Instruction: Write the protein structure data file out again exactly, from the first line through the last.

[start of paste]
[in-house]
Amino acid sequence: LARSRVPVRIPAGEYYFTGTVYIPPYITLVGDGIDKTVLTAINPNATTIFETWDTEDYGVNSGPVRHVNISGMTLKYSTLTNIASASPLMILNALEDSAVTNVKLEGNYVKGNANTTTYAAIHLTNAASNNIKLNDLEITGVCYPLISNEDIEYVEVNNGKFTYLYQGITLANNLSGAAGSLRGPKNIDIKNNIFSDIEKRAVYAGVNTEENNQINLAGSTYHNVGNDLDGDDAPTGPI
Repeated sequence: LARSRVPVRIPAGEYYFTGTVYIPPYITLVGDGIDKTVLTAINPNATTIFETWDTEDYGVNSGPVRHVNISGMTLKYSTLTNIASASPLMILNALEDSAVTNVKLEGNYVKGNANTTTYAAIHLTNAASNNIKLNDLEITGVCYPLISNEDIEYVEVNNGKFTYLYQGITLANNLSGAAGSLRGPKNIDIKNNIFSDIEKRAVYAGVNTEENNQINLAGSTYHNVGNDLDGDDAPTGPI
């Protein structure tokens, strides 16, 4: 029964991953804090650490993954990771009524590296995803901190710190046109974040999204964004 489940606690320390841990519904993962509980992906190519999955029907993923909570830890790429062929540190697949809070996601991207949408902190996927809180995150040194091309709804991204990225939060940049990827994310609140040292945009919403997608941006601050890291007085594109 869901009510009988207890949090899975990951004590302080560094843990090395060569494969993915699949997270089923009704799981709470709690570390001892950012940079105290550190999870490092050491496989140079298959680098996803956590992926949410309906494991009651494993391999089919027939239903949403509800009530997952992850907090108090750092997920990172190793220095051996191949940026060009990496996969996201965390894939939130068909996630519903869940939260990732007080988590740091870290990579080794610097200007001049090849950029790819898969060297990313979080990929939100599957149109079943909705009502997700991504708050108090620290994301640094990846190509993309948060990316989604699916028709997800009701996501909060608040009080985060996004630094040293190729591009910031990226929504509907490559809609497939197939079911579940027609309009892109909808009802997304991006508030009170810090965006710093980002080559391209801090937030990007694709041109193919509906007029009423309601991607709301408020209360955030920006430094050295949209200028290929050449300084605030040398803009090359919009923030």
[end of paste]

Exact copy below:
[in-house]
Amino acid sequence: LARSRVPVRIPAGEYYFTGTVYIPPYITLVGDGIDKTVLTAINPNATTIFETWDTEDYGVNSGPVRHVNISGMTLKYSTLTNIASASPLMILNALEDSAVTNVKLEGNYVKGNANTTTYAAIHLTNAASNNIKLNDLEITGVCYPLISNEDIEYVEVNNGKFTYLYQGITLANNLSGAAGSLRGPKNIDIKNNIFSDIEKRAVYAGVNTEENNQINLAGSTYHNVGNDLDGDDAPTGPI
Repeated sequence: LARSRVPVRIPAGEYYFTGTVYIPPYITLVGDGIDKTVLTAINPNATTIFETWDTEDYGVNSGPVRHVNISGMTLKYSTLTNIASASPLMILNALEDSAVTNVKLEGNYVKGNANTTTYAAIHLTNAASNNIKLNDLEITGVCYPLISNEDIEYVEVNNGKFTYLYQGITLANNLSGAAGSLRGPKNIDIKNNIFSDIEKRAVYAGVNTEENNQINLAGSTYHNVGNDLDGDDAPTGPI
């Protein structure tokens, strides 16, 4: 029964991953804090650490993954990771009524590296995803901190710190046109974040999204964004 489940606690320390841990519904993962509980992906190519999955029907993923909570830890790429062929540190697949809070996601991207949408902190996927809180995150040194091309709804991204990225939060940049990827994310609140040292945009919403997608941006601050890291007085594109 869901009510009988207890949090899975990951004590302080560094843990090395060569494969993915699949997270089923009704799981709470709690570390001892950012940079105290550190999870490092050491496989140079298959680098996803956590992926949410309906494991009651494993391999089919027939239903949403509800009530997952992850907090108090750092997920990172190793220095051996191949940026060009990496996969996201965390894939939130068909996630519903869940939260990732007080988590740091870290990579080794610097200007001049090849950029790819898969060297990313979080990929939100599957149109079943909705009502997700991504708050108090620290994301640094990846190509993309948060990316989604699916028709997800009701996501909060608040009080985060996004630094040293190729591009910031990226929504509907490559809609497939197939079911579940027609309009892109909808009802997304991006508030009170810090965006710093980002080559391209801090937030990007694709041109193919509906007029009423309601991607709301408020209360955030920006430094050295949209200028290929050449300084605030040398803009090359919009923030």